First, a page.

It can feel quite overwhelming to wade through a thick file of forms and documents full of tiny print and technical language. It’s normal to be a bit daunted by the task in front of you. Just understand that this is one of the most important parts of the process. Of course there are no guarantees and you can never know everything, but you should come away feeling that you understand where this child comes from and how he or she will fit into your family.


Here are 4 tips that will help you make sense of it all:


  1. When in Doubt, Ask – If, at any moment, you’re confused or doubtful, speak your mind and ask questions that will help quiet the alarm bells going off in your head. Never hold back in order to be polite or avoid appearing judgmental – it’s your duty to be thorough.
  2. Research – There will likely be terms or words you aren’t familiar with – look them up and educate yourself fully on each and every detail. The world of childcare is full of acronyms that the laymen has never heard, so take the time to find out what they mean.
  3. Keep a Record – Keep a notebook with you whenever you’re doing research or speaking to anyone about the child. Use it to jot down questions that pop into your head, a record of who you speak to and what they tell you, thoughts or observations, and next steps.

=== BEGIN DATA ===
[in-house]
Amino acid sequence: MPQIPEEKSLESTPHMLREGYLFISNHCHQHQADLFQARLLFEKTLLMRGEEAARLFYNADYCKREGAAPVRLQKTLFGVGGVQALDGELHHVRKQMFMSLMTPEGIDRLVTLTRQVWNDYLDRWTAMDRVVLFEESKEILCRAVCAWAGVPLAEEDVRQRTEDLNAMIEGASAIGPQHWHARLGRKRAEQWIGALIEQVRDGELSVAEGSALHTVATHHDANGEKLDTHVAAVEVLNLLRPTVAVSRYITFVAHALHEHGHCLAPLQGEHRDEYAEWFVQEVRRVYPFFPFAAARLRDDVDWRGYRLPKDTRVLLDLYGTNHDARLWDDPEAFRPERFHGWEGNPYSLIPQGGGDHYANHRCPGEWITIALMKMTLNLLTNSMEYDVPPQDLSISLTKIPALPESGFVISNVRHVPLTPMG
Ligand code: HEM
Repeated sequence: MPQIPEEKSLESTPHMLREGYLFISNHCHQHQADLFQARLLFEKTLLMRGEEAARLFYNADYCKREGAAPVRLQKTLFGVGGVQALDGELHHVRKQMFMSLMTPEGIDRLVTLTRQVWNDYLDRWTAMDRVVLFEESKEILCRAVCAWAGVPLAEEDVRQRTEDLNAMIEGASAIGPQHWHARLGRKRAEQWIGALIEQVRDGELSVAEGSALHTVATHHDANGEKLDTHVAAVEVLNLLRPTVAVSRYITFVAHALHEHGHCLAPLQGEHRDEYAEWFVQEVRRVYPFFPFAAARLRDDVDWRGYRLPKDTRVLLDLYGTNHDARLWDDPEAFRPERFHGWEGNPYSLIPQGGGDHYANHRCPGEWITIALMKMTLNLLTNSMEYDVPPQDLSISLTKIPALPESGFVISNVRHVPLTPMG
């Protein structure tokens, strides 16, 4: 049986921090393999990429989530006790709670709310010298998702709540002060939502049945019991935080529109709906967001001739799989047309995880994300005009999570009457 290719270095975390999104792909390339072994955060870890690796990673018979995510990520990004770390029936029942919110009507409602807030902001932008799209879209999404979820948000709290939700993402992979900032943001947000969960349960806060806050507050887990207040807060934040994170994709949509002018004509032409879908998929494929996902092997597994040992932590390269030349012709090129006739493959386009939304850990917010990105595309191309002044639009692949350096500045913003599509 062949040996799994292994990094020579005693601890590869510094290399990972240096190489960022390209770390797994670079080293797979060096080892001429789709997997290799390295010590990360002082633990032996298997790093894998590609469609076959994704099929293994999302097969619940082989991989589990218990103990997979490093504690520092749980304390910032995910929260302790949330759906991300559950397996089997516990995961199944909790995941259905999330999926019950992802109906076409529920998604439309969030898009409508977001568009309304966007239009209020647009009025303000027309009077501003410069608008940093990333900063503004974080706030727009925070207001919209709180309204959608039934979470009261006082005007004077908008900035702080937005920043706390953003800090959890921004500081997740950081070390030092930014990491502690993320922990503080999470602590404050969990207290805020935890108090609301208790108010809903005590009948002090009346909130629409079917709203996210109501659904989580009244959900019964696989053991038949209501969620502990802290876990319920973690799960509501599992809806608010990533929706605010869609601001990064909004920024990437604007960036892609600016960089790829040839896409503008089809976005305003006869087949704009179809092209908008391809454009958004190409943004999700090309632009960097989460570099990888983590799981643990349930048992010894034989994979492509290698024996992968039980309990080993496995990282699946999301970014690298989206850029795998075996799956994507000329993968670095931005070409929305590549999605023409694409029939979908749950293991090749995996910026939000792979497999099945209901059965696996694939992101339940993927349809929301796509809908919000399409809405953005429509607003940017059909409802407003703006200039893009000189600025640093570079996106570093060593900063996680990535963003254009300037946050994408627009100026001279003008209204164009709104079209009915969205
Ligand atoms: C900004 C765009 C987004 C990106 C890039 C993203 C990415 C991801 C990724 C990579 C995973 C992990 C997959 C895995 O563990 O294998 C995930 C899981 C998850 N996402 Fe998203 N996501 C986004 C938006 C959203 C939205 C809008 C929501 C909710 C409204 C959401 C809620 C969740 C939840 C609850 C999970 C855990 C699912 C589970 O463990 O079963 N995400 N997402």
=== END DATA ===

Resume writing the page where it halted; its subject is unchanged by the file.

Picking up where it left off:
4. Multiple Pairs of Eyes – More than one person should read over the information you get. Whether it’s your partner, a friend or an attorney, it’s helpful to have someone else see everything you see. They may think of questions or concerns that didn’t occur to you, and they’ll be a good sounding board as you process what you’ve learned.


Expert Advice

You are not the first, nor will you be the last, to go through this process. Many before you have experienced the exact same feelings of fear, doubt and excitement as they find their child or help others to do so. Use their experience, knowledge and wisdom to help guide you.


4 people who can offer valuable advice:


  • Medical Doctors – Find a pediatrician or specialist who you trust and bring all of your medical questions about the child to him or her. The doctor will be able to give you both medical and anecdotal information about raising children who have certain medical conditions.


    • Other Adoptive Parents – Websites and online forums can be great ways to get advice from other people in your position. You can find articles and discussions around various topics, or you can post your own question to elicit advice from others.


      • Social Workers – If possible, try to contact a social worker who deals with fostering and adopting, but is not involved in your case. They can offer an unbiased, fresh perspective based on the information.


        • Attorneys – Lawyers who specialize in adoption and foster care can help you interpret any documents that are written in complex legal language. They may also be able to offer you advice based on their experience with other clients.



        When trying to determine whether a child is right for your family, there is no such thing as too many questions or too much information. You have a legal right to what to expect when you welcome a new person into your home.


        It really comes down to this: It’s better to be exceedingly thorough before an adoption takes place than to be faced with unexpected consequences that may cause you to question your decision later. 4